Figure 2 - Simplified Generic Search in Linear Format
An example in point would be the student’s understanding of the role of a periodical index in the research path. This is introduced briefly in segment one, Search Tools, and in more detail in segment three, Sample Topics. Search Tools provides a narrative description of the role and function of a periodical index which the librarian can review with a student group or which can be used by a student working independently. Sample Topics features two searches, hockey and waterfalls, which employ a number of periodical index searches as examples within larger search strategies. Again, elements of these examples can be emphasized by the librarian in a group setting or a student can investigate these searches independently.
In the case of the attainment of all desired learning outcomes, the prototype is based on the hypothesis that learning will be more effective if the student is introduced to an element more than once, in a variety of manners.
The objective of the testing is to evaluate the design and content of the prototype. A pretest, evaluating information and library skills, will be administered to a group of students in the seventh grade. Students in this grade level will have completed the first six years of primary education and are at the entry level for secondary education. After the students have been presented with the prototype, a similar test employed as a post test will then be administered to ascertain if any learning has occurred.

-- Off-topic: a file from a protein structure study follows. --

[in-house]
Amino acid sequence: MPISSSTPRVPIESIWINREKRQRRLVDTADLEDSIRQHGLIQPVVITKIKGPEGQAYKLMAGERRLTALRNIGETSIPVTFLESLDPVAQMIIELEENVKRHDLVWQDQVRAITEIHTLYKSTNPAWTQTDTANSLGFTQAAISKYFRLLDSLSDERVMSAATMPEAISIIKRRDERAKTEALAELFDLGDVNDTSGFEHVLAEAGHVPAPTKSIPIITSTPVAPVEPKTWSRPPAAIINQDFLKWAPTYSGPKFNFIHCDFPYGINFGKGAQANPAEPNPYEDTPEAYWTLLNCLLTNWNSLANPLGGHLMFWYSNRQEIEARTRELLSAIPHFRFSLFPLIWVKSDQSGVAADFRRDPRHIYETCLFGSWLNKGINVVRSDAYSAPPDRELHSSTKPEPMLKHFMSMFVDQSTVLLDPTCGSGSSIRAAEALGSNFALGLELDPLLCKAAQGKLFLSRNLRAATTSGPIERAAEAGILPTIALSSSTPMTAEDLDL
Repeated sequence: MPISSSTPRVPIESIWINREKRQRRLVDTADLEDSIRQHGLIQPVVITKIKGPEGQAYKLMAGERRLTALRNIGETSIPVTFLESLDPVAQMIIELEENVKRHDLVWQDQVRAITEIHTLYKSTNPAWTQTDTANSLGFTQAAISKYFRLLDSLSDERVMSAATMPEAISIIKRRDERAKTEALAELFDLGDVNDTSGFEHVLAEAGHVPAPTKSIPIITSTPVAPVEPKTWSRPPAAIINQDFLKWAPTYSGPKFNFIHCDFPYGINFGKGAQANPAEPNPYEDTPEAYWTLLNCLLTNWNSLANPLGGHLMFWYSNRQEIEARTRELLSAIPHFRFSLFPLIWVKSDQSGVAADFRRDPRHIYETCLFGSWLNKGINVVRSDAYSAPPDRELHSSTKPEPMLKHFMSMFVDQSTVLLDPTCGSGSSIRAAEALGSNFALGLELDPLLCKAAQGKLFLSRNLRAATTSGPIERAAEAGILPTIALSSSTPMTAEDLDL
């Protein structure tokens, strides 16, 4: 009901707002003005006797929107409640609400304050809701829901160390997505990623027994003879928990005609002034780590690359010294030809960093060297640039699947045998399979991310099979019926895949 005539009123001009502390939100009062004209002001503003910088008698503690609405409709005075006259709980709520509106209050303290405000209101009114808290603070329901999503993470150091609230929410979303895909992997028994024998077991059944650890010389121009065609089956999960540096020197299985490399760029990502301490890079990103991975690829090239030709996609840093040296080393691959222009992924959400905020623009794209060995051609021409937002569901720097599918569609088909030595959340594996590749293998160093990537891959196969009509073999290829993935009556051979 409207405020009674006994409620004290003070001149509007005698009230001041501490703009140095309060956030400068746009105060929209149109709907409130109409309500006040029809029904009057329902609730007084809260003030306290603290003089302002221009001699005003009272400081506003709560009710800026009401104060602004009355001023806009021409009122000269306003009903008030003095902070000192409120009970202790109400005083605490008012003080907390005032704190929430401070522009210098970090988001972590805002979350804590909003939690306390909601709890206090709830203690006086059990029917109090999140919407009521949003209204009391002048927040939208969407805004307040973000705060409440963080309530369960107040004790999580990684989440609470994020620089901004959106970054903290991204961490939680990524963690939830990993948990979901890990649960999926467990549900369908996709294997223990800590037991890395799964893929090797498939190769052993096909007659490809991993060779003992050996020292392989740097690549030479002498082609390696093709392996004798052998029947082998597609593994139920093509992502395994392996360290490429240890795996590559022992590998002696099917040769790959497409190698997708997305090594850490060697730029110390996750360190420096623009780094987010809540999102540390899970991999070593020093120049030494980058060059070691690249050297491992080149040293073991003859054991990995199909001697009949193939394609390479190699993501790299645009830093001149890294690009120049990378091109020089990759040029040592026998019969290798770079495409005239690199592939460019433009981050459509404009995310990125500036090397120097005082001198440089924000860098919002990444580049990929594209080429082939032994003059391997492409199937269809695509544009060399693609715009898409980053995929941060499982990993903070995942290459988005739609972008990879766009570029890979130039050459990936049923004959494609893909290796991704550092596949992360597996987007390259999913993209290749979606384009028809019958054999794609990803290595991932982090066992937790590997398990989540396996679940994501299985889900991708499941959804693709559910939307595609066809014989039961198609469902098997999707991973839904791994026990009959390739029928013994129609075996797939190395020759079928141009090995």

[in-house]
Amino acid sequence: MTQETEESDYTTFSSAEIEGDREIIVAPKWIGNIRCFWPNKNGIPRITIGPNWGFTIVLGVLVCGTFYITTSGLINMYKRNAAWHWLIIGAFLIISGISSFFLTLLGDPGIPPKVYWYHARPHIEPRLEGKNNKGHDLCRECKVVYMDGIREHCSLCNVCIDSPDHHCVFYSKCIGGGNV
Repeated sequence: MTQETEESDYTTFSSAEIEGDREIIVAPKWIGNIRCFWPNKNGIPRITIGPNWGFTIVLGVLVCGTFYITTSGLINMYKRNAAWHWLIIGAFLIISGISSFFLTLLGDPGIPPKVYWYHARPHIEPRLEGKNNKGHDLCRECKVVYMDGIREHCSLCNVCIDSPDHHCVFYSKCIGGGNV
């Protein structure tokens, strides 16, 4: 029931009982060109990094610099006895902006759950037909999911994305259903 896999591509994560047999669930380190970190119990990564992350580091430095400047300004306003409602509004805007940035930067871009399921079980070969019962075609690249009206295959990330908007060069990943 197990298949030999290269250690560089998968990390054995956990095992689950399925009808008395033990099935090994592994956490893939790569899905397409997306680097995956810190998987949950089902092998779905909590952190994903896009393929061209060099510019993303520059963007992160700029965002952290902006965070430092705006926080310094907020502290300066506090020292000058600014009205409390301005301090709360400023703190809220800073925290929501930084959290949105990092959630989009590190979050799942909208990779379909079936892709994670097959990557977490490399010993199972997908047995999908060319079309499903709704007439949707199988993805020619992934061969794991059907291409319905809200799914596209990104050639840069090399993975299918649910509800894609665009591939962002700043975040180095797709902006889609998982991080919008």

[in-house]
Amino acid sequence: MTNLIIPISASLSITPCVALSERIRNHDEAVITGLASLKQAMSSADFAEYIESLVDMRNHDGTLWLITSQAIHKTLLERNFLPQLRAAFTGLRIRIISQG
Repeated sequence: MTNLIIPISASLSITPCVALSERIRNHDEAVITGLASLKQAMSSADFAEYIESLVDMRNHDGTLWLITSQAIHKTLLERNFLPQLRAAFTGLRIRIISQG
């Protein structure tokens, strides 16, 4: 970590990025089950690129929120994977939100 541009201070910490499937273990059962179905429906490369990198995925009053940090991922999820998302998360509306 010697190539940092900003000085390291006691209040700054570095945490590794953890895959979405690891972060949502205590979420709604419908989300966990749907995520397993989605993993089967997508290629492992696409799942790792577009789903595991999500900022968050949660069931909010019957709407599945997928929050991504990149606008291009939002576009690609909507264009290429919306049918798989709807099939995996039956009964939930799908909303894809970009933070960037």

In order to work with human subjects, certification of ethical acceptability was obtained from Concordia University in October 1996. Further permission was sought and obtained from the Protestant School Board of Greater Montreal, a local school board which covers the city of Montreal and has approximately fifty schools under its jurisdiction. This authorization allows testing to be conducted in two secondary schools, that is Royal Vale High School and Royal West Academy. These two schools were selected based on the interest expressed and the cooperation of the librarians, principals and teachers.
Working with students under the age of fourteen years, requires parental consent. This is being solicited through a letter of consent to be signed by the parent or guardian. The letter explains the purpose of the testing, especially the fact that the prototype is a learning tool, designed to help students understand research methods and research paths. It also emphasizes that the students who participate in the project will profit from this experience. Total anonymity of the participants is guaranteed.